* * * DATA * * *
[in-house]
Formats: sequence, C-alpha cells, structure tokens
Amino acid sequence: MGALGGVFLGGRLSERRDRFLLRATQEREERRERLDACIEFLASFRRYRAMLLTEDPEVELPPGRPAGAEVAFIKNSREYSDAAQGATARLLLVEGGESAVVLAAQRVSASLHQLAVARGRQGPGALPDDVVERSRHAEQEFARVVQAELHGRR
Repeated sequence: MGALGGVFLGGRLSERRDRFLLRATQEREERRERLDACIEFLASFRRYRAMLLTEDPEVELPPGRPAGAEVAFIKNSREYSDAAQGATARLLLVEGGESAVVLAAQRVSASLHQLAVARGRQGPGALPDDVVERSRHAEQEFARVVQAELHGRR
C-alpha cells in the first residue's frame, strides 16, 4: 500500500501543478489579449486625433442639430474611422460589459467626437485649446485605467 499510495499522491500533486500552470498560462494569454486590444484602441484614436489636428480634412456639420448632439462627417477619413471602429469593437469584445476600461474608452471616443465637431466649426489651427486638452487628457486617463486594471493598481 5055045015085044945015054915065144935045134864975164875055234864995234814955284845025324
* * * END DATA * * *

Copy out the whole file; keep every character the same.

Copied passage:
[in-house]
Formats: sequence, C-alpha cells, structure tokens
Amino acid sequence: MGALGGVFLGGRLSERRDRFLLRATQEREERRERLDACIEFLASFRRYRAMLLTEDPEVELPPGRPAGAEVAFIKNSREYSDAAQGATARLLLVEGGESAVVLAAQRVSASLHQLAVARGRQGPGALPDDVVERSRHAEQEFARVVQAELHGRR
Repeated sequence: MGALGGVFLGGRLSERRDRFLLRATQEREERRERLDACIEFLASFRRYRAMLLTEDPEVELPPGRPAGAEVAFIKNSREYSDAAQGATARLLLVEGGESAVVLAAQRVSASLHQLAVARGRQGPGALPDDVVERSRHAEQEFARVVQAELHGRR
C-alpha cells in the first residue's frame, strides 16, 4: 500500500501543478489579449486625433442639430474611422460589459467626437485649446485605467 499510495499522491500533486500552470498560462494569454486590444484602441484614436489636428480634412456639420448632439462627417477619413471602429469593437469584445476600461474608452471616443465637431466649426489651427486638452487628457486617463486594471493598481 5055045015085044945015054915065144935045134864975164875055234864995234814955284845025324